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Planet to Plate

In 2015, Earth Hour in Australia will celebrate Australian food and farmers, reminding Australians of the need to tackle global warming for the sake of our rural communities and our supply of good quality fresh food. As part of this year’s initiative, we (MSSI) have been working with Earth Hour Australia to identify the impact global warming is having on key farming regions across Australia and on different foods grown by the country’s farmers. Planet to Plate: The Earth Hour Cookbook is a collection of 52 amazing recipes from Australia’s biggest culinary names.

Matt Preston (MasterChef), Neil Perry, (Rockpool, Spice Temple), Kylie Kwong (Billy Kwong), Guy Grossi (Grossi Florentino), Darren Robertson (Three Blue Ducks), Luke Mangan (Glass Brasserie), Colin Fassnidge (4Fourteen), Ben Shewry (Attica), James Viles (Biota Dining), Jill Dupleix, Miguel Maestra (Ch 10’s The Living Room), Margaret Fulton, Dan Hong (Ms G’s) and Sarah Wilson are just some of the Aussie chefs and food personalities who have contributed to the cookbook, providing food lovers across the country with a selection of recipes using seasonally fresh produce for mouthwatering recipes.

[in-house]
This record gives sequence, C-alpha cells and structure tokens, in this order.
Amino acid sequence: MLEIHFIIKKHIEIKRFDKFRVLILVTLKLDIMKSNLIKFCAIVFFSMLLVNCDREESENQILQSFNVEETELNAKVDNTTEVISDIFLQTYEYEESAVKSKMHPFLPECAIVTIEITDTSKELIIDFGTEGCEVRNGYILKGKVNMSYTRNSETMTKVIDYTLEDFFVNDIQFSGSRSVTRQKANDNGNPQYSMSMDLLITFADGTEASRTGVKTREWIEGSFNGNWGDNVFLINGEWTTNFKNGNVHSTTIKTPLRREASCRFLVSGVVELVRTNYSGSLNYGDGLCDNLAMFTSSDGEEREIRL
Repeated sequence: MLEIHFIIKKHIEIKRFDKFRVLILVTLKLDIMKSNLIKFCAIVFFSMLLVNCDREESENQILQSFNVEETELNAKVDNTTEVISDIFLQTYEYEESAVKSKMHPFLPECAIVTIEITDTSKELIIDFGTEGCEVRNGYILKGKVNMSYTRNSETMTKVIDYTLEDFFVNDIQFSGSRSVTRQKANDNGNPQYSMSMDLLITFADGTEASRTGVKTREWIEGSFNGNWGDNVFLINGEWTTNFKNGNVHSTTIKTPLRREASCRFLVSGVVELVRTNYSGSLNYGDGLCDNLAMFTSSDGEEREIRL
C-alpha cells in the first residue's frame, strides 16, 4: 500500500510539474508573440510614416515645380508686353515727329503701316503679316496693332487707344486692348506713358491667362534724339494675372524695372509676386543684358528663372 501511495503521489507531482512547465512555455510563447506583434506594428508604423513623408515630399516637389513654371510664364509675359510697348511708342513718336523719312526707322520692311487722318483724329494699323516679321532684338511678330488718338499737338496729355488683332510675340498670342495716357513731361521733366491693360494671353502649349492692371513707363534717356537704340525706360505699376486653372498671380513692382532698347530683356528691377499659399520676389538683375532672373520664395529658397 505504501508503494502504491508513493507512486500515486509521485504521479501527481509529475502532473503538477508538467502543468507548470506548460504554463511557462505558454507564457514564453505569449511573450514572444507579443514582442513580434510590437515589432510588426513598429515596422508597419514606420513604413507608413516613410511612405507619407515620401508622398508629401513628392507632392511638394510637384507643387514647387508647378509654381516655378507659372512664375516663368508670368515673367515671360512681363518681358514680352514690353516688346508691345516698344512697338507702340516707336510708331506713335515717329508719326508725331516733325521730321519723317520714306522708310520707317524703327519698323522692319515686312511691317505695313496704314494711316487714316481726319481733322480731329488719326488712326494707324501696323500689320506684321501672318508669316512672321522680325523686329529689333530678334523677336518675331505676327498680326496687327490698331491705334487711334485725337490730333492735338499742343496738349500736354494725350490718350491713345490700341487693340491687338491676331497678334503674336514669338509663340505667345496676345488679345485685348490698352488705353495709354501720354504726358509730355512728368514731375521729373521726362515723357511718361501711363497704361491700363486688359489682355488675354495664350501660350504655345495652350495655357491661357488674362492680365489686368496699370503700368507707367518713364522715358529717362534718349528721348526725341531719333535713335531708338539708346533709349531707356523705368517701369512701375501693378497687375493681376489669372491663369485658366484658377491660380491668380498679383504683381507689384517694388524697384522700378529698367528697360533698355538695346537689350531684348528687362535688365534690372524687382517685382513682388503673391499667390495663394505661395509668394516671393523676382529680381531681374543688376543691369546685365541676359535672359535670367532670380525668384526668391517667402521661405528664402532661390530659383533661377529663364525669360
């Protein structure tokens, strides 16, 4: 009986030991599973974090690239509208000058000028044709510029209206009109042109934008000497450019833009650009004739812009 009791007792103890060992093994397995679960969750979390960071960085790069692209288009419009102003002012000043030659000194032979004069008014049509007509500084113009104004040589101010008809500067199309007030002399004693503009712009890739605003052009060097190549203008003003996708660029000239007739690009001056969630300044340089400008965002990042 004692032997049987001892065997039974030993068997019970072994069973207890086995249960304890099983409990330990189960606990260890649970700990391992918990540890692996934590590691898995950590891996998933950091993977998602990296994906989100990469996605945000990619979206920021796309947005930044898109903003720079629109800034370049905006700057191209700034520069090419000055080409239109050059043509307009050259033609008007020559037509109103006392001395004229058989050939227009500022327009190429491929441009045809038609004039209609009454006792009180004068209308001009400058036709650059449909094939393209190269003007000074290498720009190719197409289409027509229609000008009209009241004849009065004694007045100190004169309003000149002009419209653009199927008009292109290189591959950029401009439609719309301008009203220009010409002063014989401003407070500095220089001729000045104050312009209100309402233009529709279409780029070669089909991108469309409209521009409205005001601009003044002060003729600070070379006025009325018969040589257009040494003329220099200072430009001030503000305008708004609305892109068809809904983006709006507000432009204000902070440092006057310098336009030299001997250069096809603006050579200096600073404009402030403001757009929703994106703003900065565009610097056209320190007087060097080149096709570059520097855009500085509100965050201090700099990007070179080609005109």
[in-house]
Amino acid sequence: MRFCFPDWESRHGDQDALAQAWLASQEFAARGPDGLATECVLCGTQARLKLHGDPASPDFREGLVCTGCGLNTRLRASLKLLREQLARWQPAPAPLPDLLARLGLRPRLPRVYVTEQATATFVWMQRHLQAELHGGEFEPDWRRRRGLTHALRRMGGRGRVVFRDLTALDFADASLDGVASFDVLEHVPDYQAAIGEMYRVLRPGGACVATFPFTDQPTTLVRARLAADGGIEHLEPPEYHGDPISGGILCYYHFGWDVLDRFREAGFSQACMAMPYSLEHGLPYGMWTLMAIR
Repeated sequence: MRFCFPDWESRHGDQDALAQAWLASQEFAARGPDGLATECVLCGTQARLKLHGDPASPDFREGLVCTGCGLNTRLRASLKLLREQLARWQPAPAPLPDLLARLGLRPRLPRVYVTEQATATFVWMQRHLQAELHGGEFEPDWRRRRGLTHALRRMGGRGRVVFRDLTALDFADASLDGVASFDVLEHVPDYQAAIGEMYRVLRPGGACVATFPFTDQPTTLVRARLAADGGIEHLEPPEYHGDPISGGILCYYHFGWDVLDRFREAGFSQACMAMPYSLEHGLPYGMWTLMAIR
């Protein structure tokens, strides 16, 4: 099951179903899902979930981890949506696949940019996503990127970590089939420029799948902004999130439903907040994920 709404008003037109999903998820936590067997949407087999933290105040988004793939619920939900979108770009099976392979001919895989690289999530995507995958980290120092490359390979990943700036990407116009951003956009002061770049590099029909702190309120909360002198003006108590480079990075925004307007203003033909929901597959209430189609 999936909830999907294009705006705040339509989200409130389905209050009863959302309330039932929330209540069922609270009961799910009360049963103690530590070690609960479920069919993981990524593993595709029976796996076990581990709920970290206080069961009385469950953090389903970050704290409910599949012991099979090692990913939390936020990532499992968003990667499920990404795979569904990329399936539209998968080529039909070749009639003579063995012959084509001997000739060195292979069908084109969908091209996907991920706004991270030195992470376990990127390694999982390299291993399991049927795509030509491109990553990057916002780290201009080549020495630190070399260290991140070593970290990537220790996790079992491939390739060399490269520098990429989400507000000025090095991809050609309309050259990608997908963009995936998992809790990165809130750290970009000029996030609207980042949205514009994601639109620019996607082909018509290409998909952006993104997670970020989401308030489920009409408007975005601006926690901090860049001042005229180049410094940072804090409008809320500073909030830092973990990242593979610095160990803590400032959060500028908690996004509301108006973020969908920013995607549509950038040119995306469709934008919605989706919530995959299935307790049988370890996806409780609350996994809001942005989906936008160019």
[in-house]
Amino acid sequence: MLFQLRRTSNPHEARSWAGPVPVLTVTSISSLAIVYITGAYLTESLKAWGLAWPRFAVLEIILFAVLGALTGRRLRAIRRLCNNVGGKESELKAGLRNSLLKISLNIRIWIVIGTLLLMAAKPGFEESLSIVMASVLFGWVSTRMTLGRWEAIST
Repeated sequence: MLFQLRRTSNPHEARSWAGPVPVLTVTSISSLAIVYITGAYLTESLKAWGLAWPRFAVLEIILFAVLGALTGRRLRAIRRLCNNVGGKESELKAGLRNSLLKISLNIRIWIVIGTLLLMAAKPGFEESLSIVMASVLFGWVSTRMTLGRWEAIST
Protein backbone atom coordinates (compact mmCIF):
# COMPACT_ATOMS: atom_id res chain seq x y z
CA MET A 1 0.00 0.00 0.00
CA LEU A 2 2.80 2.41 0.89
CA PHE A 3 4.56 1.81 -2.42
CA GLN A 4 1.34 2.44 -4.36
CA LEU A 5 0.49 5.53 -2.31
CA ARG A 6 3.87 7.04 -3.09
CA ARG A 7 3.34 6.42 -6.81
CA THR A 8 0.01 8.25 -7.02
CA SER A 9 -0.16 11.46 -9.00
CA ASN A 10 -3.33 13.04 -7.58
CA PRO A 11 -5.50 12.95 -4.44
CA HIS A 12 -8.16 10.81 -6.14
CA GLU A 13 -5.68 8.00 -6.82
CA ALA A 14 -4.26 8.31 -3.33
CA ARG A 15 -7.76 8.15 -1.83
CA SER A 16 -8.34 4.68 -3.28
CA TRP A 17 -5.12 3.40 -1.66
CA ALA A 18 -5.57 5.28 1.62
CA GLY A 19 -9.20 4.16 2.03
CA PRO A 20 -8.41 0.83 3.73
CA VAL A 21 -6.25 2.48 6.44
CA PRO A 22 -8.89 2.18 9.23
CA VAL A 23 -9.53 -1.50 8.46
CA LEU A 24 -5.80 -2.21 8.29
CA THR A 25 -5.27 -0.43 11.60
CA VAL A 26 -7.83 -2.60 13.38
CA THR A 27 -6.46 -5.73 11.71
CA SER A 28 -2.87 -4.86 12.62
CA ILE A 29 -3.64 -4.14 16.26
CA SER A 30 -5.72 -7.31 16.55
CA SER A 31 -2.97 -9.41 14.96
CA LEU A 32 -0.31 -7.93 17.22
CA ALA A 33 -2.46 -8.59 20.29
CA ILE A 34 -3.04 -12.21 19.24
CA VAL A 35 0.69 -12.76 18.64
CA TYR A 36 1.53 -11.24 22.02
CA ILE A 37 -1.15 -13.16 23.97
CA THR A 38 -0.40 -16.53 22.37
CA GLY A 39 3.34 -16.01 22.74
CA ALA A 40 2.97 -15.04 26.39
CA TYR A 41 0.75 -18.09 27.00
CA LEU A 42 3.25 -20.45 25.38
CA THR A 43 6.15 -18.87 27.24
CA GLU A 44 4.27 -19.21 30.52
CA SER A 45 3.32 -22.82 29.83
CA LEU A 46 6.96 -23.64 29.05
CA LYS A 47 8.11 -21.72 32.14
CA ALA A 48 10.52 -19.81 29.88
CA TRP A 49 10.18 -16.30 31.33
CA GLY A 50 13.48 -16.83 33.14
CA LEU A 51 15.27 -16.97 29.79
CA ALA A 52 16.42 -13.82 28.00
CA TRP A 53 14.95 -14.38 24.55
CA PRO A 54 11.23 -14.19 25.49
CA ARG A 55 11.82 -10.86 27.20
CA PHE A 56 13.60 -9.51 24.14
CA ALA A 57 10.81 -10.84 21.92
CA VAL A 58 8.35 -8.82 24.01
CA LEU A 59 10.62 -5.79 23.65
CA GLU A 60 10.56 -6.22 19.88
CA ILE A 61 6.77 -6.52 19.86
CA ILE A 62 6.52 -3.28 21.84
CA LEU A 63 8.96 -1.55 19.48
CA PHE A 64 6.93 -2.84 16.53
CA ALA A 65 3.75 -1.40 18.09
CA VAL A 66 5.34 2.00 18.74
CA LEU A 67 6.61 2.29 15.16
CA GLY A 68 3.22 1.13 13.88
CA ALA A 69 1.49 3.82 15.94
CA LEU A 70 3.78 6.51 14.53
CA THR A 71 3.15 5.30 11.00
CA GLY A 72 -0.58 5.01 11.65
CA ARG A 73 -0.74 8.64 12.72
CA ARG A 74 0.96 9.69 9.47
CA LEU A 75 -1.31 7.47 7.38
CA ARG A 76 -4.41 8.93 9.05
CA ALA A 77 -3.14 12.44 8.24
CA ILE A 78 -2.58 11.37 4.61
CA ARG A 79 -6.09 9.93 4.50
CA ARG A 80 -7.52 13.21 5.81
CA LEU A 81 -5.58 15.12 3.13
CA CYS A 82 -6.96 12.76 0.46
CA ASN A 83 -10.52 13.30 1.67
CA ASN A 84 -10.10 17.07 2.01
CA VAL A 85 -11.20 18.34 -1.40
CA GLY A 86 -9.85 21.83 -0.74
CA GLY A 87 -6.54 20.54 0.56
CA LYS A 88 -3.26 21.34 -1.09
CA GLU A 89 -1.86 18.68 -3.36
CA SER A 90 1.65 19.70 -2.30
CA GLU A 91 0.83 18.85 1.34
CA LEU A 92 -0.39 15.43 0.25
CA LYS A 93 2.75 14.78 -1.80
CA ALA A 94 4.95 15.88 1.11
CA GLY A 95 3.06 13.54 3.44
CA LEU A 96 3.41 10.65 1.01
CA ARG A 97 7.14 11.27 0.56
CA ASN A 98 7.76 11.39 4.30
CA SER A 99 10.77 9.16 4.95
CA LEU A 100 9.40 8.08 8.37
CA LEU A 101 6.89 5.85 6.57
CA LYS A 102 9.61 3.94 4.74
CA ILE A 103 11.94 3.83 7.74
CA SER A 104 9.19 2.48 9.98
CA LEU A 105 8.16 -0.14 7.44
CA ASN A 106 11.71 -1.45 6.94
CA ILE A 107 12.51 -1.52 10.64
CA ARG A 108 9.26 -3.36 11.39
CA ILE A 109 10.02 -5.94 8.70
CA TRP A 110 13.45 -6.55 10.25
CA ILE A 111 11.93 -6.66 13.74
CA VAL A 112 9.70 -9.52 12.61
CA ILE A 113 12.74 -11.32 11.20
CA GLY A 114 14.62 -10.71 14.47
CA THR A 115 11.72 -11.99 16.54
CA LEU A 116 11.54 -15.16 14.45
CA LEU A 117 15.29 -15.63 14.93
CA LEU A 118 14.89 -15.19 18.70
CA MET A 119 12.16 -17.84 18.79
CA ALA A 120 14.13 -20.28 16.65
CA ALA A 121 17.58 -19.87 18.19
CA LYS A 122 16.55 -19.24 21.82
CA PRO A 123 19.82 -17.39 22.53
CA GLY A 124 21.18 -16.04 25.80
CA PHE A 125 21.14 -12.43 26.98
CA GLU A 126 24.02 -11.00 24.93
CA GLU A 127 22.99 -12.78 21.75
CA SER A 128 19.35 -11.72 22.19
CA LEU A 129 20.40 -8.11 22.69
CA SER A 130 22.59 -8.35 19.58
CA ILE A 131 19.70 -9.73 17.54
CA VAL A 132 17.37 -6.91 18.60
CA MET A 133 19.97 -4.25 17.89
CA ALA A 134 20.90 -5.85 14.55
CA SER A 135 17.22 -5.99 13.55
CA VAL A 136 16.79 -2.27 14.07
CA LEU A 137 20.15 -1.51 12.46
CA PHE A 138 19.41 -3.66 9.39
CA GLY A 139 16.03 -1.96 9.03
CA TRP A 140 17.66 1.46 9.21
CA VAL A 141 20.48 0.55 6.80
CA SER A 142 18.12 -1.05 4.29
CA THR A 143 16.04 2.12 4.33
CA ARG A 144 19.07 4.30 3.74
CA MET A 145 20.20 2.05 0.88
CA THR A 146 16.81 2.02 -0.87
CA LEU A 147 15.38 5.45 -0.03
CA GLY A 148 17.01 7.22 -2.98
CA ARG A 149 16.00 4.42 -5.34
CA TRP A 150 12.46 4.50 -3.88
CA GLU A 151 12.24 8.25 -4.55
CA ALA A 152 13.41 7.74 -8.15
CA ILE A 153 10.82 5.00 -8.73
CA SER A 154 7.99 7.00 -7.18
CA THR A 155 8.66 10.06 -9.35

The cookbook is an important feature of this year’s Earth Hour initiative (March 28), which will celebrate the country’s food and farmers and remind Australians of the need to tackle global warming for the sake of our rural communities and the supply of fresh, healthy and homegrown food to our door.


Appetite for Change

The Melbourne Sustainable Society Institute worked with researchers across the University of Melbourne to collate the latest research on the impact of climate change on specific foods for the cookbook in this 28 page report.

The first section by Professor David Karoly, outlines the impact of global warming on the 6 climate regions of Australia.

The second section of this report looks at the impacts of global warming on a list of fifty-five household food items covering everything from wheat, seafood and dairy products to poultry, meat, grains, and fruit and vegetables.

It’s a list that has been complied for the first time.


Associated media release